June 4 Tarot Card, Rune, Witch’s Rune, Ogham Divination Journal

Tarot Card

From The Celtic Dragon Tarot by D.J. Conway

Pages 140 – 141

King of Cups – A Minor Arcana Court Card

Emotional events

A regal, older man stands before a throne made of shell. He wears a crown with pearls on the spiky tips. In one he holds a chalice trimmed with scallop shells. His other hand lies wrapped around the throne. The throne stands on a beach, strewn with shells, starfish, and driftwood. The King of Cups has moved to a state of being where he is no longer ruled by the tides of emotion. He has earned his throne, which represents security and stability in the mist of emotions (the water of the sea). His crown with pearls symbolizes spiritual enlightenment found in the sacred center of every human, the discovery of which enabled him to escape the emotional extremes of life. The shells (continuing life from one cycle to another) and the starfish (pentacle of protection) have come from the sea, which is the cauldron of creation and rebirth. Through the King’s companionship with the Water dragon he has learned how to use emotional energy in a more positive way.

Divinatory Meaning: This card represents a loving and caring masculine influence. There is a possiblity of a journey across water. You may experience an episode of up and down emotions.

Rune

From white-magic-help.net

MANNAZ

The Self

Remain modest – that is the right of the oracle.  Be in the world, but not from the world.  Stay receptive to impulses, that come out of the divine in the inner and outer sphere.  Seek  to live the usual life in an unusual manner.

Witch’s Rune

From thecarnutiannemeton.com

Star Rune

A Rune of Affirmation

Shot for the stars aim for your dreams and goals. You are on the path of true alignment that the cosmos gifted you. All is a go.

Keywords
Wishing, desire, life purpose, freedom to be yourself, accepted

Ogham

From learnreligions.com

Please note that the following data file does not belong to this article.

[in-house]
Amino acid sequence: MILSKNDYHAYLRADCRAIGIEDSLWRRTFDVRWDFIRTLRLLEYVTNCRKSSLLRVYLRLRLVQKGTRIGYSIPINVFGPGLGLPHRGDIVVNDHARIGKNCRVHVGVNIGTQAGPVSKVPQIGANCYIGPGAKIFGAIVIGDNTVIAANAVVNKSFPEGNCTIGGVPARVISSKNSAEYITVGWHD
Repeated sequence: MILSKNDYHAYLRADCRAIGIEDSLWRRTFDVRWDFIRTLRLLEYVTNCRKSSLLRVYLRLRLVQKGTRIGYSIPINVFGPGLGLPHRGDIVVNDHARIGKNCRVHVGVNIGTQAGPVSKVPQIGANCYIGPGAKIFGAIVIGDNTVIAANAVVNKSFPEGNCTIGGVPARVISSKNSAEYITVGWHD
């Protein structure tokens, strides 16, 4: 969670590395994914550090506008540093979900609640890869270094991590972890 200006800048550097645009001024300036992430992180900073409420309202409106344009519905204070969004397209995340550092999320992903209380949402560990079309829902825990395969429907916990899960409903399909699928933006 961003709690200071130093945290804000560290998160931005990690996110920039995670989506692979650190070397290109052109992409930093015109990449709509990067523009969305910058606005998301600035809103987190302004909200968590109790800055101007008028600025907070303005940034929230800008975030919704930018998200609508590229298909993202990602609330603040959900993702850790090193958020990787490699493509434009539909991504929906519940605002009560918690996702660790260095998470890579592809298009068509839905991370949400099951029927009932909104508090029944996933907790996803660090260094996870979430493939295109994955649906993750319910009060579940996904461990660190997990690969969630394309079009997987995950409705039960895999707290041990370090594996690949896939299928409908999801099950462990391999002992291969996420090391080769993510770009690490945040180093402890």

Beith/Beth

Beith, or Beth, corresponds to the letter B in the alphabet, and is associated with the Birch tree. When this symbol is used, it is representative of new beginnings, change, release, and rebirth. In some traditions, it also has connections with purification.

Birch trees are hardy. They’ll grow just about anywhere, including on bare soil. Because they tend to grow in clusters, what may be just one or two seedlings now can be practically an entire forest in a few decades. In addition to being a sturdy sort of tree, the Birch is useful. In days gone by, it was used for infants’ cradles, and is still harvested today to make cabinets and furniture.

From a magical perspective, there are a number of uses for Birch. The branches are traditionally incorporated into the construction of a besom, and are used for the bristles. Use the white outer bark in ritual in place of paper or parchment–just be sure you only harvest the bark from a fallen Birch tree, not a living one. Ancient herbalists discovered that various parts of this tree can be used for medicinal purposes. Bark was once brewed into a tea to fight fevers, and the leaves were used alternately as a laxative and a diuretic, depending on how they were prepared.

Beith Correspondences

Mundane Aspects: When this symbol appears, it means it’s time to get rid of all those negative influences you’ve been carrying around with you. Figure out what things are bad in your life, which relationships are toxic, and find a way to leave them behind. Instead of being dragged down by the negative, focus on the positive things you have in your life, the blessings and abundance. Use these things as a focus, rather than the harmful or damaging ones.

Magical Aspects: Consider the property of renewal and rebirth, as demonstrated by the Birch. Use this as a tool for spiritual and emotional regrowth, and developing your own ability to regenerate where there has been emptiness or devastation.

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